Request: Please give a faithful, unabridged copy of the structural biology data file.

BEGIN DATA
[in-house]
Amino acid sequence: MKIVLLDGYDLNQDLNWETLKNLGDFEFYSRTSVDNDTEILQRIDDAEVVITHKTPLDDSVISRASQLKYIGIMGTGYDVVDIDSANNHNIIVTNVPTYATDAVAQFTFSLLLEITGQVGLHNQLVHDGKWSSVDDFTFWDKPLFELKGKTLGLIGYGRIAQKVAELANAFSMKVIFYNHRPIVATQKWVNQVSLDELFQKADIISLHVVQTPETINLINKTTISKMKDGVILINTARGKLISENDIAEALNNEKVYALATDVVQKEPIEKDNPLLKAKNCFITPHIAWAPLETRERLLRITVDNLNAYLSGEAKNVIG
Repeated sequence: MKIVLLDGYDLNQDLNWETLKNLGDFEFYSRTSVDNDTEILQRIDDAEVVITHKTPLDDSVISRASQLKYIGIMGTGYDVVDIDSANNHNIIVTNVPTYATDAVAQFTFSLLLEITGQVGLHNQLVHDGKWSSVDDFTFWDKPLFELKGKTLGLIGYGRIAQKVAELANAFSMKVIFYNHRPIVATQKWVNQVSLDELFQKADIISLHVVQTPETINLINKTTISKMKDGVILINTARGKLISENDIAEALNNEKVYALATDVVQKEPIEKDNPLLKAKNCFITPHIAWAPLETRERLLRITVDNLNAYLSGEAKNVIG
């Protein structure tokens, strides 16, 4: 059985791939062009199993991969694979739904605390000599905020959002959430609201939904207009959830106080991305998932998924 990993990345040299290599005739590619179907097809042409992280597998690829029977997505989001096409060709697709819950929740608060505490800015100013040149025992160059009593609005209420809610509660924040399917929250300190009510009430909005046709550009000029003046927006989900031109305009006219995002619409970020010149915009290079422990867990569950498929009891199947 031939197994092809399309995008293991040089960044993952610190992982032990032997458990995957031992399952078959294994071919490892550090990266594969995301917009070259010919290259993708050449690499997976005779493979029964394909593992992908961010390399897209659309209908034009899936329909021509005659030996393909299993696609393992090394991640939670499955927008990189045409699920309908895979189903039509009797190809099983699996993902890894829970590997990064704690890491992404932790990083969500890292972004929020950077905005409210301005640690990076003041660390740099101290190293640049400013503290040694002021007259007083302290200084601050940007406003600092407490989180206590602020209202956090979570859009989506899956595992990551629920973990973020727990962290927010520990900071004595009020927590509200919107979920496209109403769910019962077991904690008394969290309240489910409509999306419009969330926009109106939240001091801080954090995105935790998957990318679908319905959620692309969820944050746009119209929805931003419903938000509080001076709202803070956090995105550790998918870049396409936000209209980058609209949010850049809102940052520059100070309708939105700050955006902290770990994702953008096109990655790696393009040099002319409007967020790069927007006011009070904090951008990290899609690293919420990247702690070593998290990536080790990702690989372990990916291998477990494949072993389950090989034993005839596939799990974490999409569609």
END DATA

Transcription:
[in-house]
Amino acid sequence: MKIVLLDGYDLNQDLNWETLKNLGDFEFYSRTSVDNDTEILQRIDDAEVVITHKTPLDDSVISRASQLKYIGIMGTGYDVVDIDSANNHNIIVTNVPTYATDAVAQFTFSLLLEITGQVGLHNQLVHDGKWSSVDDFTFWDKPLFELKGKTLGLIGYGRIAQKVAELANAFSMKVIFYNHRPIVATQKWVNQVSLDELFQKADIISLHVVQTPETINLINKTTISKMKDGVILINTARGKLISENDIAEALNNEKVYALATDVVQKEPIEKDNPLLKAKNCFITPHIAWAPLETRERLLRITVDNLNAYLSGEAKNVIG
Repeated sequence: MKIVLLDGYDLNQDLNWETLKNLGDFEFYSRTSVDNDTEILQRIDDAEVVITHKTPLDDSVISRASQLKYIGIMGTGYDVVDIDSANNHNIIVTNVPTYATDAVAQFTFSLLLEITGQVGLHNQLVHDGKWSSVDDFTFWDKPLFELKGKTLGLIGYGRIAQKVAELANAFSMKVIFYNHRPIVATQKWVNQVSLDELFQKADIISLHVVQTPETINLINKTTISKMKDGVILINTARGKLISENDIAEALNNEKVYALATDVVQKEPIEKDNPLLKAKNCFITPHIAWAPLETRERLLRITVDNLNAYLSGEAKNVIG
């Protein structure tokens, strides 16, 4: 059985791939062009199993991969694979739904605390000599905020959002959430609201939904207009959830106080991305998932998924 990993990345040299290599005739590619179907097809042409992280597998690829029977997505989001096409060709697709819950929740608060505490800015100013040149025992160059009593609005209420809610509660924040399917929250300190009510009430909005046709550009000029003046927006989900031109305009006219995002619409970020010149915009290079422990867990569950498929009891199947 031939197994092809399309995008293991040089960044993952610190992982032990032997458990995957031992399952078959294994071919490892550090990266594969995301917009070259010919290259993708050449690499997976005779493979029964394909593992992908961010390399897209659309209908034009899936329909021509005659030996393909299993696609393992090394991640939670499955927008990189045409699920309908895979189903039509009797190809099983699996993902890894829970590997990064704690890491992404932790990083969500890292972004929020950077905005409210301005640690990076003041660390740099101290190293640049400013503290040694002021007259007083302290200084601050940007406003600092407490989180206590602020209202956090979570859009989506899956595992990551629920973990973020727990962290927010520990900071004595009020927590509200919107979920496209109403769910019962077991904690008394969290309240489910409509999306419009969330926009109106939240001091801080954090995105935790998957990318679908319905959620692309969820944050746009119209929805931003419903938000509080001076709202803070956090995105550790998918870049396409936000209209980058609209949010850049809102940052520059100070309708939105700050955006902290770990994702953008096109990655790696393009040099002319409007967020790069927007006011009070904090951008990290899609690293919420990247702690070593998290990536080790990702690989372990990916291998477990494949072993389950090989034993005839596939799990974490999409569609």